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Nostalgia // Cole Brayfield



There’s a statue that quietly ornaments my small town. I only notice it tonight because of the rain. It’s a bronze man sitting astride a muscular horse, his feathered headdress falling down his back, his arms outstretched and head tilted to the sky, embracing the droplets that roll off his bare chest and glisten like sweat.

I drive to the address Clair gave me, glad for the rain so no one at the party will notice my own sweat. I wipe my brow and look at the dashboard clock, noting that I’m a few hours late. My tardiness is purposeful. I hate parties. But now I’m regretting it, wondering if I should have come earlier.

I park close to the building and turn off my car. My phone glows with a snap from Clair. I check it and find myself staring at a familiar face, and my heart stops. Dean smiles and he and Clair take shots. I sit, unmoving. The rain grows more relentless, and I watch the cascading bullets pelt my windshield. In the distance, white cracks sear across the dark sky.

I can still go home. I haven’t committed to anything. I can go home and read in bed with Ethan, each of us listening to the rain. He was right. I shouldn’t have come to this party.

I breathe. I get out and sprint to the breezeway, not wanting to arrive drenched. I find the apartment, knock, and stand shivering. Rumbling thunder echoes through the breezeway.

A girl I don’t know opens the door for me, and I step inside. Her stare is cold. I want to go home, to leave before Clair or Liv see me here and I’m forced to stay.

I take too long deciding because I hear my name. It’s Clair, her head peaking around a corner. She waves me over, and I leave the staring girl.

As I approach, I’m not sure whether I should hug Clair. It’s been so long. But she holds her arms out for me, and I fall into them. I suddenly remember every road trip and spring break with her and Liv. I remember Montreal and New Orleans and New York City. I remember dancing on Bourbon Street and smoking weed in an alley just outside the MET.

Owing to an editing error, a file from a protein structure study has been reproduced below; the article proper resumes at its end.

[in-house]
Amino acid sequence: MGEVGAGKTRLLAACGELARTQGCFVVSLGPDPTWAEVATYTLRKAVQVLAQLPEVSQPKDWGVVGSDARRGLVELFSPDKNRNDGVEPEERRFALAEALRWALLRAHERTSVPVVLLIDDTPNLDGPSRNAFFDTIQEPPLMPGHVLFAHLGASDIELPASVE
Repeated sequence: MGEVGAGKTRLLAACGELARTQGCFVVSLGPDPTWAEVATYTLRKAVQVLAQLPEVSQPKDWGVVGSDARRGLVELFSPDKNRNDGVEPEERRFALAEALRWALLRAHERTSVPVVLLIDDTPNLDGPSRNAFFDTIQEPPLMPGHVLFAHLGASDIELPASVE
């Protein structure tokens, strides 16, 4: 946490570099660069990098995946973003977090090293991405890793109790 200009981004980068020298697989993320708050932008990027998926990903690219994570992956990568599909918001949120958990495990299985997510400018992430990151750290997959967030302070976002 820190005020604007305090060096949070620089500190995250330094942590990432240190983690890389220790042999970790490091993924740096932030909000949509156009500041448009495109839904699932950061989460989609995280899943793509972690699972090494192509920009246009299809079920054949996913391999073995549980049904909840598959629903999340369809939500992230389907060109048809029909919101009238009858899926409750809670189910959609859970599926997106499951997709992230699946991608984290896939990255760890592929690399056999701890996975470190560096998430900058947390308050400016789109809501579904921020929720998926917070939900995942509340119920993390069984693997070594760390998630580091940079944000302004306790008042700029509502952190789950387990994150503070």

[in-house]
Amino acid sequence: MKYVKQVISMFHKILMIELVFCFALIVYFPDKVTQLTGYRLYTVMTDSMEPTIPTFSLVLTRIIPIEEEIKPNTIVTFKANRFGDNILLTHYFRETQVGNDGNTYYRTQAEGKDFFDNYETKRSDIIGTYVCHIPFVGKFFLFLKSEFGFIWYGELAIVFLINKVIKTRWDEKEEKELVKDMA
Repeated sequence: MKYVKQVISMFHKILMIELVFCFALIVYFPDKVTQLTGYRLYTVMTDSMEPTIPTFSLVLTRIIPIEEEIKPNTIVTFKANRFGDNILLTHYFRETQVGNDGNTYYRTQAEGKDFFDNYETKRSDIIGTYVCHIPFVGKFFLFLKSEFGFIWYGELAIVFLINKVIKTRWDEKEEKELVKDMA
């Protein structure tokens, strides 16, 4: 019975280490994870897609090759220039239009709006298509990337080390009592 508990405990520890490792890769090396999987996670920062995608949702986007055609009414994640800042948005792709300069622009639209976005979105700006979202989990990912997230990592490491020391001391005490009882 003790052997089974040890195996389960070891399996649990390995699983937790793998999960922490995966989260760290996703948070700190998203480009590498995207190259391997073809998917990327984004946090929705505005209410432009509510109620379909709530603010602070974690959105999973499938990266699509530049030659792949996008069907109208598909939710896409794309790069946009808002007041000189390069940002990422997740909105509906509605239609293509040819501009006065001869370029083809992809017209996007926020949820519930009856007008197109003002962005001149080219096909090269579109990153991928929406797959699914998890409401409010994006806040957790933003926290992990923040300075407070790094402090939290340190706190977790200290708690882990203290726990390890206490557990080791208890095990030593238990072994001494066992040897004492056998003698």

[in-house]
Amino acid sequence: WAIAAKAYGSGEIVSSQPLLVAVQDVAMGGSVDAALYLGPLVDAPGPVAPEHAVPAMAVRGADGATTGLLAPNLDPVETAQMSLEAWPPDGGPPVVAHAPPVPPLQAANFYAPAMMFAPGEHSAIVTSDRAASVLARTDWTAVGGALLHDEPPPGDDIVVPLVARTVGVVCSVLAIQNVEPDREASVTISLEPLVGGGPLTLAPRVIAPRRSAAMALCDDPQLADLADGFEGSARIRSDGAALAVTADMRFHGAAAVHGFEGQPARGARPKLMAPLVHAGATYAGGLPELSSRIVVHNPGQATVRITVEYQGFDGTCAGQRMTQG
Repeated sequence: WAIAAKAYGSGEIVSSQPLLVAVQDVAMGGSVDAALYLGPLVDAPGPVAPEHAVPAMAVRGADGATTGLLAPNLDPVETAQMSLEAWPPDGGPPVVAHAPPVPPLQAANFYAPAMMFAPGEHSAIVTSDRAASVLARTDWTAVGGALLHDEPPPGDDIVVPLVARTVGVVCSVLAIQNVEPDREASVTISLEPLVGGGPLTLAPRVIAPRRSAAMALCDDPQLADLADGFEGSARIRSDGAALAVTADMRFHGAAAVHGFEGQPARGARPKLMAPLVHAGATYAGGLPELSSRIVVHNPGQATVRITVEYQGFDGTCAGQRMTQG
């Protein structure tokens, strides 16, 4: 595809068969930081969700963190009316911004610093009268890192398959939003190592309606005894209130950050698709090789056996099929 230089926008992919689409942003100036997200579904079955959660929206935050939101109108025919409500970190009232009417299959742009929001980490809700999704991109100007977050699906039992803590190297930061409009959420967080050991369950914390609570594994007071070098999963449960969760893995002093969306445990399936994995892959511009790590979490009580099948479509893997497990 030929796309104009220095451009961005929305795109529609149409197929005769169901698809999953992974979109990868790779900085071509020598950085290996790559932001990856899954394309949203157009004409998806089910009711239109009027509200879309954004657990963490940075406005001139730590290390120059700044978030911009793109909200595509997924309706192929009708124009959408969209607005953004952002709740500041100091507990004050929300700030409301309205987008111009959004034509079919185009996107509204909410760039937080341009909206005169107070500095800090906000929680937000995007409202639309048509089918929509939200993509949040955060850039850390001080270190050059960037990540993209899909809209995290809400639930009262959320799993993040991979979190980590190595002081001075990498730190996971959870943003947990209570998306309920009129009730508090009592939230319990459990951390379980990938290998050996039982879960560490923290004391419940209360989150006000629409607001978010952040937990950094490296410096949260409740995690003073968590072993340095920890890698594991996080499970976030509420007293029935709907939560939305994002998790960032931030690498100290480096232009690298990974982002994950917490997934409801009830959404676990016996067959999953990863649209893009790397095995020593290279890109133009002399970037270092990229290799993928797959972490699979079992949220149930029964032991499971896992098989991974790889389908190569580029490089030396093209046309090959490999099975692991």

“How’ve you been?” Clair asks.

“Good.”

She leads me into the kitchen, and I see Dean leaning against a counter, drink in hand. My heart feels like a boxer, my ribcage its punching bag.

“Want anything?” Clair asks. She offers different drinks, and I take a beer. I start chugging.

“Is Liv here?” I ask.

“She left a while ago. She has to wake up early tomorrow, and we didn’t know if you were coming.” Clair says.

“Sorry,” I say awkwardly.

She gives me this look she has, not pity but almost. I haven’t seen the look in so long. It reminds me of the first time I brought Ethan to meet Clair and Liv. The girls laughed at Ethan’s jokes, and I told myself that it would be the four of us from then on, and we would see all of the places and things we’d yet to see. The next day, Clair was driving and she and Liv told me they thought Ethan was annoying. I slouched into the back seat. I picked at the place on the seat where I’d once dropped ketchup. That back seat had always been mine, my room in our little family home of a Honda. But I felt like I didn’t belong anymore, like I’d been cast out of the family. “You okay?” the girls kept saying. Later, over dinner with Ethan, he asked if the girls liked him. “Yeah.”

I stopped hanging out with the girls. Ethan pulled me in one direction, and the girls pulled me in another, and I guess I kept choosing Ethan. After a while, Dean started showing up in the girls’ snapchat stories and Instagram posts. I realized they’d replaced one gay for another, because we’re all the same.

“So how are you and Ethan?” Clair asks. Dean shifts uncomfortably against the counter. I glance at him, and he looks away. Does Clair not know? I’ve never told her. It never came up when we were close, because she didn’t know Dean then, and since she’s known him, I haven’t really talked to her. Has Dean not told her? I suppose not, because she wouldn’t ask such an awkward question if she knew. My heart races faster, and I wonder if it’ll stop altogether before the night is over.